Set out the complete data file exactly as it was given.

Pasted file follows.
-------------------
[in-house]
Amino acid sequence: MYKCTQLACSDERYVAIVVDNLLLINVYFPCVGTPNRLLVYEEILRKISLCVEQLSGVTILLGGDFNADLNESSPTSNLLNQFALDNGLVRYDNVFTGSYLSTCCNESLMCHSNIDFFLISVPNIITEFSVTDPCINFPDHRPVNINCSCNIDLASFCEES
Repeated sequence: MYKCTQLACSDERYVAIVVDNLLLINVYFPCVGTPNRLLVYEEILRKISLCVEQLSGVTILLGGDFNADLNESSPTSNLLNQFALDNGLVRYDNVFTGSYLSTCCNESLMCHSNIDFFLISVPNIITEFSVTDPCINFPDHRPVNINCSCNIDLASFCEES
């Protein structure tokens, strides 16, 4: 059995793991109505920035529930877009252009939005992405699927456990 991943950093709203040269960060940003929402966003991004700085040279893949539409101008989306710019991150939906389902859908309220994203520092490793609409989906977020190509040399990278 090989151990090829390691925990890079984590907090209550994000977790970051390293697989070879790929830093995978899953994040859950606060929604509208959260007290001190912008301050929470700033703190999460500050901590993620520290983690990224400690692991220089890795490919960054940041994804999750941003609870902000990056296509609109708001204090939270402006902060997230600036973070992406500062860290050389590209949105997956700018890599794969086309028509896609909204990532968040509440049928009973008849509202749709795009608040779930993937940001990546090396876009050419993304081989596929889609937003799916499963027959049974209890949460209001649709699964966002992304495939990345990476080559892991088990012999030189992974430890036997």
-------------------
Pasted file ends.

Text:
[in-house]
Amino acid sequence: MYKCTQLACSDERYVAIVVDNLLLINVYFPCVGTPNRLLVYEEILRKISLCVEQLSGVTILLGGDFNADLNESSPTSNLLNQFALDNGLVRYDNVFTGSYLSTCCNESLMCHSNIDFFLISVPNIITEFSVTDPCINFPDHRPVNINCSCNIDLASFCEES
Repeated sequence: MYKCTQLACSDERYVAIVVDNLLLINVYFPCVGTPNRLLVYEEILRKISLCVEQLSGVTILLGGDFNADLNESSPTSNLLNQFALDNGLVRYDNVFTGSYLSTCCNESLMCHSNIDFFLISVPNIITEFSVTDPCINFPDHRPVNINCSCNIDLASFCEES
């Protein structure tokens, strides 16, 4: 059995793991109505920035529930877009252009939005992405699927456990 991943950093709203040269960060940003929402966003991004700085040279893949539409101008989306710019991150939906389902859908309220994203520092490793609409989906977020190509040399990278 090989151990090829390691925990890079984590907090209550994000977790970051390293697989070879790929830093995978899953994040859950606060929604509208959260007290001190912008301050929470700033703190999460500050901590993620520290983690990224400690692991220089890795490919960054940041994804999750941003609870902000990056296509609109708001204090939270402006902060997230600036973070992406500062860290050389590209949105997956700018890599794969086309028509896609909204990532968040509440049928009973008849509202749709795009608040779930993937940001990546090396876009050419993304081989596929889609937003799916499963027959049974209890949460209001649709699964966002992304495939990345990476080559892991088990012999030189992974430890036997």